Thanks to Marshal Zeringue!
Interviewed a member of University Teachers for Human Rights (Jaffna) about their new report, which focuses on the final two months of the war in Sri Lanka, and in particular, its ramifications for civilians. Listen to SAJA webcast here (follow links). Apologies for technological difficulties… unexpectedly ran tech for the show, which I had never done before.
Reading and on a panel myself, shortly… so off I go.
The world, it is a different place. Come talk about it.
A Discussion on the Diaspora
and Political Engagement in the Post-War Era
With the military conflict between the Sri Lankan state and the Liberation Tigers of Tamil Eelam (LTTE) over, much post-war discussion concerns the future of the country’s Tamil citizens. As international furor grows over the 250,000+ internally displaced people in government camps in the country’s north, the question remains: what is the path forward for minorities in the Sri Lanka? Protests by the Tamil diaspora show that many abroad still see militarism and secession as necessary to meet the aspirations of Tamils in Sri Lanka. The presentations and discussion will attempt to open up debates about the political future of Sri Lanka’s minority citizens.
With Presentations By:
Varuni Thiruchelvam, cello
Sashi Selvendran / Lanka Solidarity
reading by V. V. Ganeshananthan / Lanka Solidarity
Author of “Love Marriage”
Ahilan Kadirgamar, Sri Lanka Democracy Forum (SLDF)
Cenan Pirani / Lanka Solidarity
Saturday, May 23th 2009 | 6:00PM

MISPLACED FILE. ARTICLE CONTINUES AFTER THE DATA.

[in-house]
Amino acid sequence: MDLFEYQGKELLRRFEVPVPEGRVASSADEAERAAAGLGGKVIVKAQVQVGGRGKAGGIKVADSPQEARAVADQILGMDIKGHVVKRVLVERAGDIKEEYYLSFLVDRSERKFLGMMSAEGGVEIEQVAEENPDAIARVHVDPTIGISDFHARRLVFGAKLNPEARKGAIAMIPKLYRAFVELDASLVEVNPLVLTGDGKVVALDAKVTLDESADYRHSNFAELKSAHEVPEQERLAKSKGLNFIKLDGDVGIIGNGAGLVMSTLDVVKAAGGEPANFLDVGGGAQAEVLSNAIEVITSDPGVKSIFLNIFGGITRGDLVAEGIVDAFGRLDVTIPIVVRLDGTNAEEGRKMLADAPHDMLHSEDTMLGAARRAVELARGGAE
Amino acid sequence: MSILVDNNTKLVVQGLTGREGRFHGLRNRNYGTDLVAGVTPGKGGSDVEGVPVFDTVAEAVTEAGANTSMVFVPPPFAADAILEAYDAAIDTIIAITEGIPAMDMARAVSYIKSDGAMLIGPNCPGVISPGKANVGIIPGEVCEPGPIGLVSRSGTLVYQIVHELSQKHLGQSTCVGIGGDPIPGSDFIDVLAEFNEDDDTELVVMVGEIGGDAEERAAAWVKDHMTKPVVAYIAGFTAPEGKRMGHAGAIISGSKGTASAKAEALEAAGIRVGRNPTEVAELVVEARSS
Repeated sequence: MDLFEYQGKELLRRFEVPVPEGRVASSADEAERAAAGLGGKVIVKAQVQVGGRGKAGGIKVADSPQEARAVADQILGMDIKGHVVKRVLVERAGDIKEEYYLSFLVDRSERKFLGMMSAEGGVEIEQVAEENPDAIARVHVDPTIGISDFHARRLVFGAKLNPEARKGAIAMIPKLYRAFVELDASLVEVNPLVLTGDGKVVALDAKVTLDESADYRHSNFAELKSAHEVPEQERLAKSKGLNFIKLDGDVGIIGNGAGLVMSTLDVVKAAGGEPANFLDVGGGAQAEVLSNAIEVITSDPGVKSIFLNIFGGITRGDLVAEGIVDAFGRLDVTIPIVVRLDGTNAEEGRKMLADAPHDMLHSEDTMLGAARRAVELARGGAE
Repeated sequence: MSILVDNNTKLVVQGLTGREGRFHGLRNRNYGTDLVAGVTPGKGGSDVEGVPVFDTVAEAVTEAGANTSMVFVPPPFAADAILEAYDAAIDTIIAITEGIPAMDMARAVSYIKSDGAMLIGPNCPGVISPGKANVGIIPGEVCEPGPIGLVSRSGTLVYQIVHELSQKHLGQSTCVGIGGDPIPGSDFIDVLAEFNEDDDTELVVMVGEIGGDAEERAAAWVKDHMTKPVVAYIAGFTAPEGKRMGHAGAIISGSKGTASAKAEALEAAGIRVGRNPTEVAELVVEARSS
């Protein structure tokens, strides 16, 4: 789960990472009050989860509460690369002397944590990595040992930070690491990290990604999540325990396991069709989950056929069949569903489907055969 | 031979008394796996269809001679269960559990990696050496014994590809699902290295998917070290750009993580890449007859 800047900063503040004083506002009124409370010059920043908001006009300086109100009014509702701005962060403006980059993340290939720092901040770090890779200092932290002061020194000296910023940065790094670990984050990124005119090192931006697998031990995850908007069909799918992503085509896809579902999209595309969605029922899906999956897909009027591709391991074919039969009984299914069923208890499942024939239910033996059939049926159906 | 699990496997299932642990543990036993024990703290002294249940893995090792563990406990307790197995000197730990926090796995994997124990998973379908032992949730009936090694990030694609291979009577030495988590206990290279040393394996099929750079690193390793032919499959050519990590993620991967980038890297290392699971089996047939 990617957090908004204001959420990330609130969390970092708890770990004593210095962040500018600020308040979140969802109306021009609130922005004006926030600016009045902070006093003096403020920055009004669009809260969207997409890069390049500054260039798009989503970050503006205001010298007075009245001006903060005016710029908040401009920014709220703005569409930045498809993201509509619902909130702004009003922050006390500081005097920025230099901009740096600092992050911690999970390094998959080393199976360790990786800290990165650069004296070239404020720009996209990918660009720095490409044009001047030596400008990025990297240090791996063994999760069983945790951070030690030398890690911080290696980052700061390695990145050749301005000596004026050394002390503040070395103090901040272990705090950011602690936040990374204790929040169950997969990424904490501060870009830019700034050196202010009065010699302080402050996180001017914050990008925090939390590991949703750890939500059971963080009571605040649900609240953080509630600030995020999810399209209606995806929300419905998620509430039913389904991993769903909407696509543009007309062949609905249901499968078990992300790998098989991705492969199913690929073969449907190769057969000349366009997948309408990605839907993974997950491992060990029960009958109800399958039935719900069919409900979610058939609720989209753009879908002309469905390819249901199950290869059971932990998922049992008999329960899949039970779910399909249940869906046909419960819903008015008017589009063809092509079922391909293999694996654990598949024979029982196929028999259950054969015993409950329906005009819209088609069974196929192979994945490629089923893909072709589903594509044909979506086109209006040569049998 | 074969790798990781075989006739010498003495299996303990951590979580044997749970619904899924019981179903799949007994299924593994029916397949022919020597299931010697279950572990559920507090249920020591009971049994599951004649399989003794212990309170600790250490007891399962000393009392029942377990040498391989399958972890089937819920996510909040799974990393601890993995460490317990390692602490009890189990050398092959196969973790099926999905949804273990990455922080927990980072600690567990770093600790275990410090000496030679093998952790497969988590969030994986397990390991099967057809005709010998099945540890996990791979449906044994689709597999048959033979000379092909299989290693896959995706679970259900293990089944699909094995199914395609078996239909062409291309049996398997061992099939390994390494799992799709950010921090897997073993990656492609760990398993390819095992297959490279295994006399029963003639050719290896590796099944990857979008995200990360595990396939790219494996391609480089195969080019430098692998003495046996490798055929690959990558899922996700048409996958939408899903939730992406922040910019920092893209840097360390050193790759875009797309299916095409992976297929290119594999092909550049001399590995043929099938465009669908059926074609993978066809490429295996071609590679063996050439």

Alwan for the Arts
16 Beaver Street
4th Floor New York, NY 10004
Directions: Alwan is located in the Financial District between Broadway & Broad St
Subway: 4,5 Bowling Green / R,W Whitehall / 2,3 Wall Street/ J,M Broad Street / 1,9 South Ferry
New stuff on the Articles page (Sepia posts), as well as on the Reviews page (an article by Smriti Daniel, whom I spoke to when I was in Sri Lanka for the Galle Literary Festival).
Also: a discussion I moderated at the Asia Society, in New York. Full video is online… see here for Sri Lanka at a Crossroads: Humanitarian Crisis Looms as Government Forces Approach Victory.
I’m excited to be reading in Iowa this week—at Prairie Lights tonight and at Grinnell College, with Saadi Simawe, on Thursday. Details of the PL reading tonight are below (the previous post) and the Grinnell reading is in the Rosenfield Center, Room 101, at 8 p.m. on Thursday evening.
I am reading at one of my favorite bookstores in the world tomorrow: the estimable Prairie Lights, where I spent many hours as a graduate student. 7:30 p.m. Awesome! In fact, the state of Iowa is awesome. If you have any doubts about this, look at the photo above. That’s a rally in Iowa City, following the state Supreme Court’s decision that gay marriage will become legal here.
Thanks to my pal Laura for the photo.
Interestingly, the article describes me as an expatriate. That’s not true, although I would be proud if it were—I think immigration takes a special brand of courage. That said, I was born American. And am equally happy with that!
(The Princess Bride is one of my all-time favorite movies.)
Anywho, I saw this recent post from Matt Ruff, which reminded me that I had contributed to Six-Word Memoirs on Love and Heartbreak: by Writers Famous and Obscure. Book’s out… now. I’ve got to get a copy! You should too 😉
(Thanks for the compliment, Matt! I like his submission as well, and not just for reasons of reciprocal politeness. I’m a sucker for superhero references.
Thanks also to Jennifer 8. Lee of The Fortune Cookie Chronicles for telling me about the project.)